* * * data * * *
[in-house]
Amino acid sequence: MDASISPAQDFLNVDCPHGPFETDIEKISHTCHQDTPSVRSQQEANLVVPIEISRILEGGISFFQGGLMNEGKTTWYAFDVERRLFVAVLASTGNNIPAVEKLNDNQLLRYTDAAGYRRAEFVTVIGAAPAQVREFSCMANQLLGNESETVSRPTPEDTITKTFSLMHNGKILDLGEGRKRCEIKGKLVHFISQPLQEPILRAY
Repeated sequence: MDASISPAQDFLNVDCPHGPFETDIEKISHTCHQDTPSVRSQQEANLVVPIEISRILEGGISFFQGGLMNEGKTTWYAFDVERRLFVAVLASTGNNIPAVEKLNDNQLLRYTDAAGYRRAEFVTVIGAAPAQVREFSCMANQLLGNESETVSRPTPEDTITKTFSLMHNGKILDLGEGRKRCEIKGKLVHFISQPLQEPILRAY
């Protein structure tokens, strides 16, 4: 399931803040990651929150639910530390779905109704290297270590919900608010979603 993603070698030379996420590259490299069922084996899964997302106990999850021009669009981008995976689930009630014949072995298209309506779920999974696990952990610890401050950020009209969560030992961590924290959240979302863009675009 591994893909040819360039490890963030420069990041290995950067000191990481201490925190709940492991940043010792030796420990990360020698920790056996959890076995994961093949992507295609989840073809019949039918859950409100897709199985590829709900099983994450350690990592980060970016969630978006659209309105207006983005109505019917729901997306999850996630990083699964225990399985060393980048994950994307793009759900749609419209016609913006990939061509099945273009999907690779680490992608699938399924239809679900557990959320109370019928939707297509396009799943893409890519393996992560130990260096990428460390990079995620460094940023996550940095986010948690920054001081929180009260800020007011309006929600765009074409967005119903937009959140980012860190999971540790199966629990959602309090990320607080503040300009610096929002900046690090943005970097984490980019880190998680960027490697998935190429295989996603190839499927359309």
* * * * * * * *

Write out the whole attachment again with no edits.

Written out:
[in-house]
Amino acid sequence: MDASISPAQDFLNVDCPHGPFETDIEKISHTCHQDTPSVRSQQEANLVVPIEISRILEGGISFFQGGLMNEGKTTWYAFDVERRLFVAVLASTGNNIPAVEKLNDNQLLRYTDAAGYRRAEFVTVIGAAPAQVREFSCMANQLLGNESETVSRPTPEDTITKTFSLMHNGKILDLGEGRKRCEIKGKLVHFISQPLQEPILRAY
Repeated sequence: MDASISPAQDFLNVDCPHGPFETDIEKISHTCHQDTPSVRSQQEANLVVPIEISRILEGGISFFQGGLMNEGKTTWYAFDVERRLFVAVLASTGNNIPAVEKLNDNQLLRYTDAAGYRRAEFVTVIGAAPAQVREFSCMANQLLGNESETVSRPTPEDTITKTFSLMHNGKILDLGEGRKRCEIKGKLVHFISQPLQEPILRAY
């Protein structure tokens, strides 16, 4: 399931803040990651929150639910530390779905109704290297270590919900608010979603 993603070698030379996420590259490299069922084996899964997302106990999850021009669009981008995976689930009630014949072995298209309506779920999974696990952990610890401050950020009209969560030992961590924290959240979302863009675009 591994893909040819360039490890963030420069990041290995950067000191990481201490925190709940492991940043010792030796420990990360020698920790056996959890076995994961093949992507295609989840073809019949039918859950409100897709199985590829709900099983994450350690990592980060970016969630978006659209309105207006983005109505019917729901997306999850996630990083699964225990399985060393980048994950994307793009759900749609419209016609913006990939061509099945273009999907690779680490992608699938399924239809679900557990959320109370019928939707297509396009799943893409890519393996992560130990260096990428460390990079995620460094940023996550940095986010948690920054001081929180009260800020007011309006929600765009074409967005119903937009959140980012860190999971540790199966629990959602309090990320607080503040300009610096929002900046690090943005970097984490980019880190998680960027490697998935190429295989996603190839499927359309």